Palpable Disquiet

Nearly all the retreat guests have gone. We had a good retreat together and I was glad and happy to be talking about Buddhism, practice and the Precepts. Somewhere in there during the week-end we talked about karmic consequence and how one can recognize negative consequences by a palpable disquiet experienced within ones body and mind. One blog reader who appreciates words and their use was taken with these two words so I thought I’d share them with you all.

There were a few Mountains readers here. It was a delight to meet those known to me already as well as those who mentioned being a regular here who I didn’t know about. I’m generally amazed that real live people read this and even get something out of it that’s useful too. There may well be a few more checking in following the retreat. Welcome if you are one of them.

Iain over in Japan, who set up this blog for me initially, writes about the third anniversary of his fathers death, which is today.

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5 thoughts on “Palpable Disquiet”

  1. I like that description. “Palpable disquiet”. Felt only by oneself I presume. We learn to hide the pain of karmic consequence I think.
    I can fool everybody about what I do but I can’t fool me.
    There’s something very deep about all this which would take up too much space to expound here.
    Thank you for this teaching.

  2. And you have now picked up a new reader:)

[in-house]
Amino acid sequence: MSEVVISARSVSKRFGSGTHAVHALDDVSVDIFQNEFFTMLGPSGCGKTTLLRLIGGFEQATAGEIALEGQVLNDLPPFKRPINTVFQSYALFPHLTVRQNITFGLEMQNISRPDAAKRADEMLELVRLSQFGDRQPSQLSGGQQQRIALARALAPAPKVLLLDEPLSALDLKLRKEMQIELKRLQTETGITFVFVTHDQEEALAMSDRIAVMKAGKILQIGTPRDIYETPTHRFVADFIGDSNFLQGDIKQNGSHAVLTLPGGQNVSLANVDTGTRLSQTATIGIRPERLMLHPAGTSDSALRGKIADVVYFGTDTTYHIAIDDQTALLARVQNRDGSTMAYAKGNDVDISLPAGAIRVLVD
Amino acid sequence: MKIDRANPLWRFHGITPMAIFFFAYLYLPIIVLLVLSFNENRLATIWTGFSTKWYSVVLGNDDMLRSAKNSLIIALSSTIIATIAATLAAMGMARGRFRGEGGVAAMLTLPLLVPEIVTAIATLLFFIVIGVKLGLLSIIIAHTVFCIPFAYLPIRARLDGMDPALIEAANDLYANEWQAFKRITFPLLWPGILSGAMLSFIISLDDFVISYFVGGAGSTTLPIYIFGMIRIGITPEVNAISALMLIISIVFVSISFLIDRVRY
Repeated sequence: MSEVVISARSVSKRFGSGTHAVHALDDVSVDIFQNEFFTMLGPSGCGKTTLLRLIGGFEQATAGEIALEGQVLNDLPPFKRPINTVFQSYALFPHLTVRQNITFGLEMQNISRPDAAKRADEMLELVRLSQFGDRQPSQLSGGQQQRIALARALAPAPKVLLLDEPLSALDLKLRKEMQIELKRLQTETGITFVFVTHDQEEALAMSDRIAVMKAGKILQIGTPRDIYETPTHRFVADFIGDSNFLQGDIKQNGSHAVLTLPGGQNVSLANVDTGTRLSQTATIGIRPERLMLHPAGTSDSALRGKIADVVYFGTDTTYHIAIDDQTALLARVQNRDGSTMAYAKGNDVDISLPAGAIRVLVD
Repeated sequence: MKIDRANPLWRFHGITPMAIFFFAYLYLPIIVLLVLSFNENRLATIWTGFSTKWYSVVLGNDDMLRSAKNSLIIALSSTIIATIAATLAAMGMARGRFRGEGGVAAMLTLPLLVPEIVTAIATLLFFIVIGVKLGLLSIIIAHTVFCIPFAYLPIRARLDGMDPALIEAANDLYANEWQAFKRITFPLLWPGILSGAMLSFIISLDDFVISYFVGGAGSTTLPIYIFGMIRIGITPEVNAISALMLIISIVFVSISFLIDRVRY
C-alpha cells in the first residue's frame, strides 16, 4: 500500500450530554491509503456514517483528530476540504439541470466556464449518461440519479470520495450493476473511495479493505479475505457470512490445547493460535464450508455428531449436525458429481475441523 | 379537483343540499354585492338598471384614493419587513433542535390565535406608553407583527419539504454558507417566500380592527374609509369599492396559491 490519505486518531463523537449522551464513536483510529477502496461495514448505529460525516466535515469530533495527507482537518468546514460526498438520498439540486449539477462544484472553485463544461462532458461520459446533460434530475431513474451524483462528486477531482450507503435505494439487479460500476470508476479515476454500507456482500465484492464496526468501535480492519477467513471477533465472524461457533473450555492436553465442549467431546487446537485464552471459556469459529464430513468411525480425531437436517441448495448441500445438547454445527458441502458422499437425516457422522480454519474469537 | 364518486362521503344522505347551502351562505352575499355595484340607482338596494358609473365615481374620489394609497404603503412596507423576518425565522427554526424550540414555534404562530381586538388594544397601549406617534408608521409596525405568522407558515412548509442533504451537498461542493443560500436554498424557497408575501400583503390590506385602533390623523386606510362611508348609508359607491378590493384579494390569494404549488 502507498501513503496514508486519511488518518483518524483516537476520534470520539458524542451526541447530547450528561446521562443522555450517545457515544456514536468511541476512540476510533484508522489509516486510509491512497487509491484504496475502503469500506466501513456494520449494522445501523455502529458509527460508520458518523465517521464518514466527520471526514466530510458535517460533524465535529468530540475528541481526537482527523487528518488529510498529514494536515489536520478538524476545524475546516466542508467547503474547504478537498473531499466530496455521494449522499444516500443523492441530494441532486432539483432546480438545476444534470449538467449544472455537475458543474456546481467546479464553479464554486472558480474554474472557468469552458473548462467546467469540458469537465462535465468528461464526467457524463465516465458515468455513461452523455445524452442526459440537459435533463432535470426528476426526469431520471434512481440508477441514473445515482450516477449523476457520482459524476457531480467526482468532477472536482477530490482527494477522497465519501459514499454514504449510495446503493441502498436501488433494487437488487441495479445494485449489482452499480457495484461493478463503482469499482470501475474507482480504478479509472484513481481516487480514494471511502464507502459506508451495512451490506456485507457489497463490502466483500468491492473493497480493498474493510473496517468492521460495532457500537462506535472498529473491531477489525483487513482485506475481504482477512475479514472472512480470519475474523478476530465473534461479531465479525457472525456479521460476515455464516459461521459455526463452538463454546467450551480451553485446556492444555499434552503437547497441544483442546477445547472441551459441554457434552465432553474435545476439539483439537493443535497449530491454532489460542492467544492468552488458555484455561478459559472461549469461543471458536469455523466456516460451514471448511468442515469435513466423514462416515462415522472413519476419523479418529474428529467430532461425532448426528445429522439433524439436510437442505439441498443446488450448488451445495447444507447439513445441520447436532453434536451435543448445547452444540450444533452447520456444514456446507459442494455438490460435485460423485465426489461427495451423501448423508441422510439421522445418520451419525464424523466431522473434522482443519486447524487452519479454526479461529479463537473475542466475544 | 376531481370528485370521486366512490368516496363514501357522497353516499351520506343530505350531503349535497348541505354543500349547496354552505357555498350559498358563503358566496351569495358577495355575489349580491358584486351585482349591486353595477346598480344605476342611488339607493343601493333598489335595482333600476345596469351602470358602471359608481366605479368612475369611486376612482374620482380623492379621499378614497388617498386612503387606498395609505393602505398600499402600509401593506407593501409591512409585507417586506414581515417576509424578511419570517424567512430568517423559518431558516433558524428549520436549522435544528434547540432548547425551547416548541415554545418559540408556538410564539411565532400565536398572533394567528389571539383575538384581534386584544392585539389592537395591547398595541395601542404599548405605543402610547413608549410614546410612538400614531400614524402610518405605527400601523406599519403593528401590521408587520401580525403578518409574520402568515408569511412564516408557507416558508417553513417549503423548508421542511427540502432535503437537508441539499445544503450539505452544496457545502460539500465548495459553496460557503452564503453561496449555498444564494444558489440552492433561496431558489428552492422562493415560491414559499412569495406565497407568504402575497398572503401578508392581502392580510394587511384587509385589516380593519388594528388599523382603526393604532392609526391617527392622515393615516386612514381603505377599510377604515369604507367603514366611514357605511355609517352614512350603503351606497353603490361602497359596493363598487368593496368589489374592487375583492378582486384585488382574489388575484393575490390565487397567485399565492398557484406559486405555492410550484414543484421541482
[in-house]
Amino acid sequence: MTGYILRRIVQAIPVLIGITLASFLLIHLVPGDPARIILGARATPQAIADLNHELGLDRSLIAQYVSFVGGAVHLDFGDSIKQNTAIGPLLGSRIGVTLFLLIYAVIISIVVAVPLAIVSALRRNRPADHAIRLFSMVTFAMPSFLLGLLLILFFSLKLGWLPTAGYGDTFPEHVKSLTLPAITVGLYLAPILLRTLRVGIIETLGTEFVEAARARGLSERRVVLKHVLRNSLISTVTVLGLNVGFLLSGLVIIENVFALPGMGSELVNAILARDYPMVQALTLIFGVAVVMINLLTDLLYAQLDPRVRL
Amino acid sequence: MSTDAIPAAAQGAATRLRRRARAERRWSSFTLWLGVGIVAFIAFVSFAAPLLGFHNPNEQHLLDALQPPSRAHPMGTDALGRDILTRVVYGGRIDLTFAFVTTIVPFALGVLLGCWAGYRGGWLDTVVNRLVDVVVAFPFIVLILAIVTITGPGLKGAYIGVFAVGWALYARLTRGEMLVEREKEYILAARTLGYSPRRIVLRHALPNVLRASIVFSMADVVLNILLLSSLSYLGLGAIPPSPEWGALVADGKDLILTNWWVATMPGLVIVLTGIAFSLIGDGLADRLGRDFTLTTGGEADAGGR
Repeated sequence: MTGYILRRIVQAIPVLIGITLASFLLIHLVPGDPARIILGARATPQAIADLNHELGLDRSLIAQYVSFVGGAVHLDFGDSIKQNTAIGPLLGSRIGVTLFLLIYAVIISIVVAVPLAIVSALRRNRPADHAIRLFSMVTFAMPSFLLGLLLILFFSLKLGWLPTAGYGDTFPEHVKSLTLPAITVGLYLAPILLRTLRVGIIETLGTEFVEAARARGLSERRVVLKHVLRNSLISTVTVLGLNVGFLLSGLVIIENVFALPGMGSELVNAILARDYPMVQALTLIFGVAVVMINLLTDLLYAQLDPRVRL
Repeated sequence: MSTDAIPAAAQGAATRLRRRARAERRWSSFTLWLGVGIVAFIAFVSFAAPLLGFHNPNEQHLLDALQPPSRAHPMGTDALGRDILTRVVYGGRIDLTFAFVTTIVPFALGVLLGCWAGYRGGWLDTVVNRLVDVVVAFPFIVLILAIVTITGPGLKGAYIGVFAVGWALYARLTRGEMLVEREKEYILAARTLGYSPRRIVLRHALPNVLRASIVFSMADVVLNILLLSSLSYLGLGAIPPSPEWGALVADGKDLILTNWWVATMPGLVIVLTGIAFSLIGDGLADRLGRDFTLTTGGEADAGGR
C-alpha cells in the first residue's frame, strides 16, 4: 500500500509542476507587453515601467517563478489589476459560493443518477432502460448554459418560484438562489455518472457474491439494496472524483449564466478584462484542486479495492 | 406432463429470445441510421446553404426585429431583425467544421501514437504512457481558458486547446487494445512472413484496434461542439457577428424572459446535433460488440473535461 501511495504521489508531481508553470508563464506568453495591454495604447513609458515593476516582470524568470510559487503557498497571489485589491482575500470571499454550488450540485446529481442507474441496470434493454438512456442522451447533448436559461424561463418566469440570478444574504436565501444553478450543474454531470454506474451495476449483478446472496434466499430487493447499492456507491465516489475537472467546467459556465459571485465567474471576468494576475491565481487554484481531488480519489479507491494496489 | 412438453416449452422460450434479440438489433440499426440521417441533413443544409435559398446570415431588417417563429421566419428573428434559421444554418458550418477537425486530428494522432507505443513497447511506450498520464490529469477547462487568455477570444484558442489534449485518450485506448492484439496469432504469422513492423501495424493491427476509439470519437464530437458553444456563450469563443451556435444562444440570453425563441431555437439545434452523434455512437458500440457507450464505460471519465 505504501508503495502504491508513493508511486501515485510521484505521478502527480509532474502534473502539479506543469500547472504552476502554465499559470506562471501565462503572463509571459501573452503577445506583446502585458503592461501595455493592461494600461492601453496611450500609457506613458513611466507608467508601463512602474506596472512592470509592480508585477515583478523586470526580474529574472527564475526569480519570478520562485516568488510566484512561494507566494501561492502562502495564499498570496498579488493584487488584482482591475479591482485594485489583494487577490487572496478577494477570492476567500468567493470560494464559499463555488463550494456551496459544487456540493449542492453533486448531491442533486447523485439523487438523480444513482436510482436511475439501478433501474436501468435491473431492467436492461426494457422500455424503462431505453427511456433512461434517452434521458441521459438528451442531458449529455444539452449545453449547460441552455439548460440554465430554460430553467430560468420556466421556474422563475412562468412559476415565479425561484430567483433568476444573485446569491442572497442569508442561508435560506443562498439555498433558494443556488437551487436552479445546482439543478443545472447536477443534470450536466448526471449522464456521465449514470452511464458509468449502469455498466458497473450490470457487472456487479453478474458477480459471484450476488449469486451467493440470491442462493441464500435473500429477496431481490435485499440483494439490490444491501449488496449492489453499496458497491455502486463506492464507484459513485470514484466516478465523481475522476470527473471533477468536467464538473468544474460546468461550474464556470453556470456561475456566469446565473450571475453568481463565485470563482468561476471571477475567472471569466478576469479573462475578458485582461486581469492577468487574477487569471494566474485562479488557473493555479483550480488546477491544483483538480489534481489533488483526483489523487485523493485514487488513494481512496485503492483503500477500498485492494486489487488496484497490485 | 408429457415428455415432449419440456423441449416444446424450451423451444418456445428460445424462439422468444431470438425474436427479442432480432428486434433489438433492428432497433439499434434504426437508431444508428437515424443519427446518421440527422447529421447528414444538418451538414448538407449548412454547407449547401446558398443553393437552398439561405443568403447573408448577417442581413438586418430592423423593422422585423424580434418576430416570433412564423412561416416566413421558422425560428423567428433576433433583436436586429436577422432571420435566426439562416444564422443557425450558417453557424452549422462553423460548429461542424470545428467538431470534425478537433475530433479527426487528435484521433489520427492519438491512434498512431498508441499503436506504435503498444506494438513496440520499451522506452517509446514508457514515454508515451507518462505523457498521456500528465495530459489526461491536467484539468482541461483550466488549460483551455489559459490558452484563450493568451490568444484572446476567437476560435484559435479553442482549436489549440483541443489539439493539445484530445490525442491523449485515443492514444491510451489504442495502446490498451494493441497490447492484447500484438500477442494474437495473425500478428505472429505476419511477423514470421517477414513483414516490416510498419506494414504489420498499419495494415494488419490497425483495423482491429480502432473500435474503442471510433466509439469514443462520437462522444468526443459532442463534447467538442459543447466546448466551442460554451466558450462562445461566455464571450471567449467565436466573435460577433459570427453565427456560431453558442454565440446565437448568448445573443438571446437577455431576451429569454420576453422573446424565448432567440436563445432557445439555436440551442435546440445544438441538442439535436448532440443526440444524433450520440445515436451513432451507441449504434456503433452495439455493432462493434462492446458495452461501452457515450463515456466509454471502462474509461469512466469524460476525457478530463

I didn’t catch that phrase at the time but it’s nice to be reminded of the retreat.

  3. Thanks both. I am a bit behind with responding to comments however I did want to acknowledge these two before the day has finished.

  4. On the subject of words, which I often find difficult, I couldn’t resist posting this: Toki Pona, a simple language.

    There are only 118 words, which “are often vague and can have many different translations in English. The word toki, for example, can mean talk, speak, say, communication or language”.

    “Because of this, as a speaker, you rely a lot on context to interpret what is going on. You become connected to the world around you. Instead of detaching yourself from the direct experience of life with abstract and complex concepts, you learn to listen to people and directly connect to your surroundings.”

  5. Only just been able to read your blog today since the retreat ended because of moving house etc and having to use daughter’s PC, but I wanted to express my appreciation of the talks/guidance/food for thought etc given by you and Rev Wilfred, and say that it was also a delight to meet you, the blogger, and find out that you are a “real live person” too! As my PC time is currently so limited I hope and intend to write you a “proper” letter soon and send it by snail mail.

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